https://www.desmoinesregister.com/obituaries/dmr129712

 

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Ruth Fromstein (BSJ56)

Ruth Fromstein, a lifelong lover of arts and culture, learning, languages and Judaism, died at her Bethesda home on February 28, 2023. She was 87. Ruth was a beloved mother, grandmother, sister and friend – and, especially, wife to her husband of 66 years, James Fromstein.

Ruth and James met in 1952, when they were both undergraduate students at the Medill School of Journalism at Northwestern University. They got married the day after graduation and immediately moved to North Carolina, where James was stationed as an Army private first class.

They later moved to James’ hometown, Milwaukee, where Ruth began a career as a writer, advertising copywriter and public relations consultant. She also wrote a book, Milwaukee: The Best of All Worlds and later produced a history for the 150th anniversary of her synagogue, Congregation Emanu-El B’ne Jeshurun.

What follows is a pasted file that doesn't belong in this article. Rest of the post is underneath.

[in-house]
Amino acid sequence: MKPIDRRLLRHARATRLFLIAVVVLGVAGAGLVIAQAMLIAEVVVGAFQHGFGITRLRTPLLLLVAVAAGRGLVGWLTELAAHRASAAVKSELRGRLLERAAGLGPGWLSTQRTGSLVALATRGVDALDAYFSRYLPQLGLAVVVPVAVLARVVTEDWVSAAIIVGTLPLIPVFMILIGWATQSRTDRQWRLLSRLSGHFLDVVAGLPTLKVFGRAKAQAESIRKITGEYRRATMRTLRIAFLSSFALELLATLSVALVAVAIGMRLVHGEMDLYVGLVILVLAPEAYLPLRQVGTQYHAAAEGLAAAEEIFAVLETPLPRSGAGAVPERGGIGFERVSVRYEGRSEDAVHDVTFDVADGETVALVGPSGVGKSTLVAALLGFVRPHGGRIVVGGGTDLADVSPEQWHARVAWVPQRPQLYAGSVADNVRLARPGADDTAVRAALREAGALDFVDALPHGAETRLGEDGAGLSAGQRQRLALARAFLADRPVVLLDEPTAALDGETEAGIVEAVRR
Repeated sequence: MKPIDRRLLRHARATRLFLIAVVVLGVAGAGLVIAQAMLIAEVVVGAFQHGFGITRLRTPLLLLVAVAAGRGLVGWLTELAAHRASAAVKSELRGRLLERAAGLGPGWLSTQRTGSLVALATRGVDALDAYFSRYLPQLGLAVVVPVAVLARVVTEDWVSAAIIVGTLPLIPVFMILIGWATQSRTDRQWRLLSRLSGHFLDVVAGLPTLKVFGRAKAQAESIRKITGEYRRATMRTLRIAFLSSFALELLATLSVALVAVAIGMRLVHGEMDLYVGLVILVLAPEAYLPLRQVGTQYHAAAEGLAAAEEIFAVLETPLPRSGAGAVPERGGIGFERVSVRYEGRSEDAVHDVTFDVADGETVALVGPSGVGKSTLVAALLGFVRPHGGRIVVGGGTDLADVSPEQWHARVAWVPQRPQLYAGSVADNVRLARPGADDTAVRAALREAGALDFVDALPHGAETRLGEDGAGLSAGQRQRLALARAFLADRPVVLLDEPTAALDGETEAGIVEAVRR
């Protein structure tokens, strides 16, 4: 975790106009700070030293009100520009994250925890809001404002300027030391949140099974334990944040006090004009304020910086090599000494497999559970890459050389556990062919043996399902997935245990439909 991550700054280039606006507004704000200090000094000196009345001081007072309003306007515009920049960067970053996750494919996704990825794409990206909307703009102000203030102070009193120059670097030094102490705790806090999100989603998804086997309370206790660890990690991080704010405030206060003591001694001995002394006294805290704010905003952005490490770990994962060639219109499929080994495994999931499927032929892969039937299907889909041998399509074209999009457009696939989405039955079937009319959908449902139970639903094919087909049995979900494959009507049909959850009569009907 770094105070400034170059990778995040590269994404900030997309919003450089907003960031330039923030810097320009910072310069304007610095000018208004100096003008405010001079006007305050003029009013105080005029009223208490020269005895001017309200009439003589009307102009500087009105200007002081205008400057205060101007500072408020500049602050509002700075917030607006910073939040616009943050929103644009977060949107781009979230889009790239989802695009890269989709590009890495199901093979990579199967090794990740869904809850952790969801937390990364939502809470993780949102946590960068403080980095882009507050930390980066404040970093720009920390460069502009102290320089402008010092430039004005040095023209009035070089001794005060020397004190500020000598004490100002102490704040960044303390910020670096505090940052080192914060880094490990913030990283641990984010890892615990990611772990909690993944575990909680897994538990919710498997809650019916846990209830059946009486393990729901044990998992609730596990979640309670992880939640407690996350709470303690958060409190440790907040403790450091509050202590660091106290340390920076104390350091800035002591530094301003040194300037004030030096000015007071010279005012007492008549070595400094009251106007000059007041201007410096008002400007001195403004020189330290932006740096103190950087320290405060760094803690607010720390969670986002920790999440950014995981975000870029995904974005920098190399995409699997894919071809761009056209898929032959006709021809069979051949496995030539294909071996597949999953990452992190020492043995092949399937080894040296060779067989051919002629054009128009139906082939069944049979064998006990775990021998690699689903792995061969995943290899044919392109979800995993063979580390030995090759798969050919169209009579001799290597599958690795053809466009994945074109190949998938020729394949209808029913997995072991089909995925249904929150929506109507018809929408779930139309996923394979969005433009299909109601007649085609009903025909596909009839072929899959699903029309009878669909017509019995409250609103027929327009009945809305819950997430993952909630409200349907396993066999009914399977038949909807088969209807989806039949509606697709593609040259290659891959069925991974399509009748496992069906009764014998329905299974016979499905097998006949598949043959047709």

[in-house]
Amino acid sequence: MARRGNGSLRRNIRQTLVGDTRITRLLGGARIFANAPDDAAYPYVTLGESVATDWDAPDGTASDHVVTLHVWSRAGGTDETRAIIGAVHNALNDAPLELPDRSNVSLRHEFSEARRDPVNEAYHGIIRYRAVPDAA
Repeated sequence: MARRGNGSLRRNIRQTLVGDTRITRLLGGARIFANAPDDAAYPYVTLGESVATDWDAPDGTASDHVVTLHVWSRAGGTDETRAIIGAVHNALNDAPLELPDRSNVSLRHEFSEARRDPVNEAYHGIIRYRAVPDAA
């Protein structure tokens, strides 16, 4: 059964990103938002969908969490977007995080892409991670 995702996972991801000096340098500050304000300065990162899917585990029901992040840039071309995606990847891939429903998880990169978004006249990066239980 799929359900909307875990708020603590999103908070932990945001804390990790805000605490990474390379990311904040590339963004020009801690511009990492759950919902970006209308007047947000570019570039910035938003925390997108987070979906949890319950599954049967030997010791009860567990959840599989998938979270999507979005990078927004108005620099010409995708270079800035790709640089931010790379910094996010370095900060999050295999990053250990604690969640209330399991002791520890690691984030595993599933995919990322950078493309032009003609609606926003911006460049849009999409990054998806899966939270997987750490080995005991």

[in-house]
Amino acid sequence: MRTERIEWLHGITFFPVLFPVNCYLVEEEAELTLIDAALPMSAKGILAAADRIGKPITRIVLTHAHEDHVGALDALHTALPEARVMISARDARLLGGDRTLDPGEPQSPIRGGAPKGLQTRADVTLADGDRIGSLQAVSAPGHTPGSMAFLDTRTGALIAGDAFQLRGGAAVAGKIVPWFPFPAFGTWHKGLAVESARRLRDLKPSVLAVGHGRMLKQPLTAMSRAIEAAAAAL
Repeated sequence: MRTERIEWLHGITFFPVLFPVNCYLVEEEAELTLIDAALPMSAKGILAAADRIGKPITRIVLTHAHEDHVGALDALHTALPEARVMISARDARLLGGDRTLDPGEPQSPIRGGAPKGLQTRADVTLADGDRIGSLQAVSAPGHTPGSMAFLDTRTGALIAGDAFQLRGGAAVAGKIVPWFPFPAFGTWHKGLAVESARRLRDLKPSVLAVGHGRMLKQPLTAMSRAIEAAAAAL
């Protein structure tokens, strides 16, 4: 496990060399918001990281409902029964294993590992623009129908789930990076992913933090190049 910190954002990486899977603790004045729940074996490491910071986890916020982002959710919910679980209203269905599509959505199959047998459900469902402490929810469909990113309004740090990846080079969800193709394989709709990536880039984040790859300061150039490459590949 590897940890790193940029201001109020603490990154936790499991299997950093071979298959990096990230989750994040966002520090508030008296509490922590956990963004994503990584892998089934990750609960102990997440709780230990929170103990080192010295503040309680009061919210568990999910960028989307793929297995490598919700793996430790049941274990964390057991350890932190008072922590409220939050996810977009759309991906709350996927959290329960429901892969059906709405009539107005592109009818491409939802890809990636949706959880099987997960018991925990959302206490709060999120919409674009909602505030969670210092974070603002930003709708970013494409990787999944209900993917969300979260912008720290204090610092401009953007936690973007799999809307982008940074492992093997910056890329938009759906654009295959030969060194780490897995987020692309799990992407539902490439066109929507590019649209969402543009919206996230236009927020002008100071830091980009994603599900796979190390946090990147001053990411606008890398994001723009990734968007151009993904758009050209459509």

Ruth was also dedicated to community involvement as well as to the arts, often finding ways to join the two. She served as a docent at the Milwaukee Art Museum, volunteered for the Milwaukee Public Museum and was a board member of the Volunteer Center for Greater Milwaukee. She was a frequent visitor to all manner of arts institutions, including dance performances, jazz and classical music concerts, and art museums.

She traveled widely. She loved languages, especially French, taking immersion classes and studying in France in mid-life. She was passionate about the importance of learning, which prompted her to pursue educational opportunities throughout her life.

Ruth was also deeply involved with Jewish life. Born in Lexington, Kentucky, she moved with her parents at an early age to Birmingham, Alabama, where her father, Milton Grafman, was the rabbi at Temple Emanu-El from 1941 until 1975. Both Ruth and her brother, Stephen Grafman, were greatly influenced by their parents. Milton Grafman was a descendant of a long line of rabbis and cantors. His wife of 64 years, Ida Weinstein Grafman, graduated from the University of Cincinnati when women students were very much in the minority.

Ruth grew up during a time when women generally did not read from the Torah or celebrate a Bat Mitzvah. True to her devotion to learning and Judaism, she learned a Torah portion and read it as part of her grandson’s Bar Mitzvah in 2009.